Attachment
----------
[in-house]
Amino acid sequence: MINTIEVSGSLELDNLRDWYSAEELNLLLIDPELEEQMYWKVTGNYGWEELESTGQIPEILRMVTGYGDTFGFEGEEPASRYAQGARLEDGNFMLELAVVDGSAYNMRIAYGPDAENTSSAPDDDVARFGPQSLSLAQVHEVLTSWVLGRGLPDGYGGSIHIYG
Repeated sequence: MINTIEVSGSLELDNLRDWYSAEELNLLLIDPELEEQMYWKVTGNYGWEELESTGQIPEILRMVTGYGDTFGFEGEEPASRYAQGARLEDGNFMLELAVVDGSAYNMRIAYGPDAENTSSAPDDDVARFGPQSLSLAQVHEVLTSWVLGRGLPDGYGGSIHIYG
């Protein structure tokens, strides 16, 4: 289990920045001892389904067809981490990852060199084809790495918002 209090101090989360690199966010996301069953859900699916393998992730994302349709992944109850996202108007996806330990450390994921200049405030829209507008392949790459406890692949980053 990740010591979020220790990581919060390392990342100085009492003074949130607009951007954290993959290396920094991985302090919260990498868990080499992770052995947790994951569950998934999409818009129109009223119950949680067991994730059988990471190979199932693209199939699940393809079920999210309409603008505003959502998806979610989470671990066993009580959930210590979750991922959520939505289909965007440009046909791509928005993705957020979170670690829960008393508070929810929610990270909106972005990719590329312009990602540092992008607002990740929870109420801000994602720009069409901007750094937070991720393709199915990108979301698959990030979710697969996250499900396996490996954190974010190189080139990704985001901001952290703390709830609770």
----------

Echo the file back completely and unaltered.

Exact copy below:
[in-house]
Amino acid sequence: MINTIEVSGSLELDNLRDWYSAEELNLLLIDPELEEQMYWKVTGNYGWEELESTGQIPEILRMVTGYGDTFGFEGEEPASRYAQGARLEDGNFMLELAVVDGSAYNMRIAYGPDAENTSSAPDDDVARFGPQSLSLAQVHEVLTSWVLGRGLPDGYGGSIHIYG
Repeated sequence: MINTIEVSGSLELDNLRDWYSAEELNLLLIDPELEEQMYWKVTGNYGWEELESTGQIPEILRMVTGYGDTFGFEGEEPASRYAQGARLEDGNFMLELAVVDGSAYNMRIAYGPDAENTSSAPDDDVARFGPQSLSLAQVHEVLTSWVLGRGLPDGYGGSIHIYG
């Protein structure tokens, strides 16, 4: 289990920045001892389904067809981490990852060199084809790495918002 209090101090989360690199966010996301069953859900699916393998992730994302349709992944109850996202108007996806330990450390994921200049405030829209507008392949790459406890692949980053 990740010591979020220790990581919060390392990342100085009492003074949130607009951007954290993959290396920094991985302090919260990498868990080499992770052995947790994951569950998934999409818009129109009223119950949680067991994730059988990471190979199932693209199939699940393809079920999210309409603008505003959502998806979610989470671990066993009580959930210590979750991922959520939505289909965007440009046909791509928005993705957020979170670690829960008393508070929810929610990270909106972005990719590329312009990602540092992008607002990740929870109420801000994602720009069409901007750094937070991720393709199915990108979301698959990030979710697969996250499900396996490996954190974010190189080139990704985001901001952290703390709830609770």